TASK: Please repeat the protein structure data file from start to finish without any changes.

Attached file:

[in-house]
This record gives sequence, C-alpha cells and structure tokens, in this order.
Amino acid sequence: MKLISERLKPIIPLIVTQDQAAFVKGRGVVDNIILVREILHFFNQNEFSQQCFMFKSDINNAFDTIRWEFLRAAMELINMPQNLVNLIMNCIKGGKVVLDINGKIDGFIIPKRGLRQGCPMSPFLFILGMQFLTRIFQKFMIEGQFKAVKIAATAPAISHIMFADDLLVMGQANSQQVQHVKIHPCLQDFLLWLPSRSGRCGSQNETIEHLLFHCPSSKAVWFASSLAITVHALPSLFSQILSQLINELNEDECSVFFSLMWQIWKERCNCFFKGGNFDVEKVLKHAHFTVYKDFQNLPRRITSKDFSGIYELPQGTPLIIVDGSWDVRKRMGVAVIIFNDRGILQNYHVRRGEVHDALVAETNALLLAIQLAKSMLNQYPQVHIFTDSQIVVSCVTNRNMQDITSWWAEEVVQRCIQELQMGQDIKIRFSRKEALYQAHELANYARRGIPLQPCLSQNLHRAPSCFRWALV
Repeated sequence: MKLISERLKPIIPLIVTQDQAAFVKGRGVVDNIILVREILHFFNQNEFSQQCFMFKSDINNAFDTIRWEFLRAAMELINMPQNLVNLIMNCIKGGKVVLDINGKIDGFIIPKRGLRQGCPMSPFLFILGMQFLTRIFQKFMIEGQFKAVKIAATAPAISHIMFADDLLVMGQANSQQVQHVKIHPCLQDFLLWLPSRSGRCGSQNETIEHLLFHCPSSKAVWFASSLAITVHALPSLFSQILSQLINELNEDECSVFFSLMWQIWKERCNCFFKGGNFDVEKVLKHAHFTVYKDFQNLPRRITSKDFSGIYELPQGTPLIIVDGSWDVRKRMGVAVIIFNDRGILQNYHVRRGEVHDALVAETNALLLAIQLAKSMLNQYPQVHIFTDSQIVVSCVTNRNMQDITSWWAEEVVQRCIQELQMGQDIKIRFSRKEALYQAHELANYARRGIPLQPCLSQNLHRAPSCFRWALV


[in-house]
This record gives sequence, C-alpha cells and structure tokens, in this order.
Amino acid sequence: MKLISERLKPIIPLIVTQDQAAFVKGRGVVDNIILVREILHFFNQNEFSQQCFMFKSDINNAFDTIRWEFLRAAMELINMPQNLVNLIMNCIKGGKVVLDINGKIDGFIIPKRGLRQGCPMSPFLFILGMQFLTRIFQKFMIEGQFKAVKIAATAPAISHIMFADDLLVMGQANSQQVQHVKIHPCLQDFLLWLPSRSGRCGSQNETIEHLLFHCPSSKAVWFASSLAITVHALPSLFSQILSQLINELNEDECSVFFSLMWQIWKERCNCFFKGGNFDVEKVLKHAHFTVYKDFQNLPRRITSKDFSGIYELPQGTPLIIVDGSWDVRKRMGVAVIIFNDRGILQNYHVRRGEVHDALVAETNALLLAIQLAKSMLNQYPQVHIFTDSQIVVSCVTNRNMQDITSWWAEEVVQRCIQELQMGQDIKIRFSRKEALYQAHELANYARRGIPLQPCLSQNLHRAPSCFRWALV
Repeated sequence: MKLISERLKPIIPLIVTQDQAAFVKGRGVVDNIILVREILHFFNQNEFSQQCFMFKSDINNAFDTIRWEFLRAAMELINMPQNLVNLIMNCIKGGKVVLDINGKIDGFIIPKRGLRQGCPMSPFLFILGMQFLTRIFQKFMIEGQFKAVKIAATAPAISHIMFADDLLVMGQANSQQVQHVKIHPCLQDFLLWLPSRSGRCGSQNETIEHLLFHCPSSKAVWFASSLAITVHALPSLFSQILSQLINELNEDECSVFFSLMWQIWKERCNCFFKGGNFDVEKVLKHAHFTVYKDFQNLPRRITSKDFSGIYELPQGTPLIIVDGSWDVRKRMGVAVIIFNDRGILQNYHVRRGEVHDALVAETNALLLAIQLAKSMLNQYPQVHIFTDSQIVVSCVTNRNMQDITSWWAEEVVQRCIQELQMGQDIKIRFSRKEALYQAHELANYARRGIPLQPCLSQNLHRAPSCFRWALV